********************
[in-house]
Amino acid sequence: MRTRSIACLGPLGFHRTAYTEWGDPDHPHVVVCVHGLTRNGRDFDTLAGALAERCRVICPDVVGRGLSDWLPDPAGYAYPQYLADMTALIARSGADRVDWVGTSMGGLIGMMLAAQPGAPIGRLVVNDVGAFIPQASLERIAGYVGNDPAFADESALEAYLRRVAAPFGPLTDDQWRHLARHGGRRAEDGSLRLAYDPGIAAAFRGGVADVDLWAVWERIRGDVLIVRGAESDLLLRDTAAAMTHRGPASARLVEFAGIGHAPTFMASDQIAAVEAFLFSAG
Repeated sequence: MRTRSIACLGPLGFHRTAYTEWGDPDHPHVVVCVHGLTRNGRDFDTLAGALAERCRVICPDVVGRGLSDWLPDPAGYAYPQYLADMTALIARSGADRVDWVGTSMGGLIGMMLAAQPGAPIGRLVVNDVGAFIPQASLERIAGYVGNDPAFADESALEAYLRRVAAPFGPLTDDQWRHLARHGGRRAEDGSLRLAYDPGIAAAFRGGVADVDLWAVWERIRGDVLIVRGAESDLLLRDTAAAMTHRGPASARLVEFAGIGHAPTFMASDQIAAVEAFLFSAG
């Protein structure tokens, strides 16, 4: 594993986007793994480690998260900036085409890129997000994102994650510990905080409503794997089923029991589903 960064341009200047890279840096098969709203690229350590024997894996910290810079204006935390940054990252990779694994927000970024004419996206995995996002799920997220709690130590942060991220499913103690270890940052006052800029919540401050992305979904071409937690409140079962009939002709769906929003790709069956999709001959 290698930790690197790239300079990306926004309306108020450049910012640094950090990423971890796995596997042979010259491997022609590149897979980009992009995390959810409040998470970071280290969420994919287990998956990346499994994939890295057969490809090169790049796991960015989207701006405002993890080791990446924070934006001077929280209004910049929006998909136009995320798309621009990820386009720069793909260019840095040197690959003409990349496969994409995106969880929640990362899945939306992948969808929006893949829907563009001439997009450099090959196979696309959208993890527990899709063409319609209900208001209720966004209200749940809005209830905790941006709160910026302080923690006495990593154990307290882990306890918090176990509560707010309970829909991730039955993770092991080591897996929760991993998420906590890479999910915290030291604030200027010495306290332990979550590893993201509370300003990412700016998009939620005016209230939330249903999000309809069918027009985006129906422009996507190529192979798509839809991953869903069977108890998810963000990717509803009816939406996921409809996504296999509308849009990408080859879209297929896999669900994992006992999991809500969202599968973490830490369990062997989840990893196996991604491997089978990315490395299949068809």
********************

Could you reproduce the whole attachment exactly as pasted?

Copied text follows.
[in-house]
Amino acid sequence: MRTRSIACLGPLGFHRTAYTEWGDPDHPHVVVCVHGLTRNGRDFDTLAGALAERCRVICPDVVGRGLSDWLPDPAGYAYPQYLADMTALIARSGADRVDWVGTSMGGLIGMMLAAQPGAPIGRLVVNDVGAFIPQASLERIAGYVGNDPAFADESALEAYLRRVAAPFGPLTDDQWRHLARHGGRRAEDGSLRLAYDPGIAAAFRGGVADVDLWAVWERIRGDVLIVRGAESDLLLRDTAAAMTHRGPASARLVEFAGIGHAPTFMASDQIAAVEAFLFSAG
Repeated sequence: MRTRSIACLGPLGFHRTAYTEWGDPDHPHVVVCVHGLTRNGRDFDTLAGALAERCRVICPDVVGRGLSDWLPDPAGYAYPQYLADMTALIARSGADRVDWVGTSMGGLIGMMLAAQPGAPIGRLVVNDVGAFIPQASLERIAGYVGNDPAFADESALEAYLRRVAAPFGPLTDDQWRHLARHGGRRAEDGSLRLAYDPGIAAAFRGGVADVDLWAVWERIRGDVLIVRGAESDLLLRDTAAAMTHRGPASARLVEFAGIGHAPTFMASDQIAAVEAFLFSAG
């Protein structure tokens, strides 16, 4: 594993986007793994480690998260900036085409890129997000994102994650510990905080409503794997089923029991589903 960064341009200047890279840096098969709203690229350590024997894996910290810079204006935390940054990252990779694994927000970024004419996206995995996002799920997220709690130590942060991220499913103690270890940052006052800029919540401050992305979904071409937690409140079962009939002709769906929003790709069956999709001959 290698930790690197790239300079990306926004309306108020450049910012640094950090990423971890796995596997042979010259491997022609590149897979980009992009995390959810409040998470970071280290969420994919287990998956990346499994994939890295057969490809090169790049796991960015989207701006405002993890080791990446924070934006001077929280209004910049929006998909136009995320798309621009990820386009720069793909260019840095040197690959003409990349496969994409995106969880929640990362899945939306992948969808929006893949829907563009001439997009450099090959196979696309959208993890527990899709063409319609209900208001209720966004209200749940809005209830905790941006709160910026302080923690006495990593154990307290882990306890918090176990509560707010309970829909991730039955993770092991080591897996929760991993998420906590890479999910915290030291604030200027010495306290332990979550590893993201509370300003990412700016998009939620005016209230939330249903999000309809069918027009985006129906422009996507190529192979798509839809991953869903069977108890998810963000990717509803009816939406996921409809996504296999509308849009990408080859879209297929896999669900994992006992999991809500969202599968973490830490369990062997989840990893196996991604491997089978990315490395299949068809």